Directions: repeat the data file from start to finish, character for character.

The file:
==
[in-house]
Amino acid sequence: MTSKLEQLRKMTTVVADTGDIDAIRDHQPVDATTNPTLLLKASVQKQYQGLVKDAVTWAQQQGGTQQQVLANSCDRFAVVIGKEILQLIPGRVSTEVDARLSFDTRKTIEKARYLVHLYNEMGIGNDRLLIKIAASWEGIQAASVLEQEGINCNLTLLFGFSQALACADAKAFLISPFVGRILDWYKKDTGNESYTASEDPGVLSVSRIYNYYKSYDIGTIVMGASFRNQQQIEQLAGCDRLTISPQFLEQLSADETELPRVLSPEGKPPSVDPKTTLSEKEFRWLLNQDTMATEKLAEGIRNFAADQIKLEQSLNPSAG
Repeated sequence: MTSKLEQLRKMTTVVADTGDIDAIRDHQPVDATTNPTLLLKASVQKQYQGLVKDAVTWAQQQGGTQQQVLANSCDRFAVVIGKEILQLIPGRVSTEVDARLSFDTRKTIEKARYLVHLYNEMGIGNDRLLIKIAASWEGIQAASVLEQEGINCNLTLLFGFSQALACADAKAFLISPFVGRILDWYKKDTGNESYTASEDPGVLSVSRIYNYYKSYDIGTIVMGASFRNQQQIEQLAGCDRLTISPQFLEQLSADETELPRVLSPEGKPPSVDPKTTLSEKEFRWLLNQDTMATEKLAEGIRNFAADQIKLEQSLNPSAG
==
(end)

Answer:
[in-house]
Amino acid sequence: MTSKLEQLRKMTTVVADTGDIDAIRDHQPVDATTNPTLLLKASVQKQYQGLVKDAVTWAQQQGGTQQQVLANSCDRFAVVIGKEILQLIPGRVSTEVDARLSFDTRKTIEKARYLVHLYNEMGIGNDRLLIKIAASWEGIQAASVLEQEGINCNLTLLFGFSQALACADAKAFLISPFVGRILDWYKKDTGNESYTASEDPGVLSVSRIYNYYKSYDIGTIVMGASFRNQQQIEQLAGCDRLTISPQFLEQLSADETELPRVLSPEGKPPSVDPKTTLSEKEFRWLLNQDTMATEKLAEGIRNFAADQIKLEQSLNPSAG
Repeated sequence: MTSKLEQLRKMTTVVADTGDIDAIRDHQPVDATTNPTLLLKASVQKQYQGLVKDAVTWAQQQGGTQQQVLANSCDRFAVVIGKEILQLIPGRVSTEVDARLSFDTRKTIEKARYLVHLYNEMGIGNDRLLIKIAASWEGIQAASVLEQEGINCNLTLLFGFSQALACADAKAFLISPFVGRILDWYKKDTGNESYTASEDPGVLSVSRIYNYYKSYDIGTIVMGASFRNQQQIEQLAGCDRLTISPQFLEQLSADETELPRVLSPEGKPPSVDPKTTLSEKEFRWLLNQDTMATEKLAEGIRNFAADQIKLEQSLNPSAG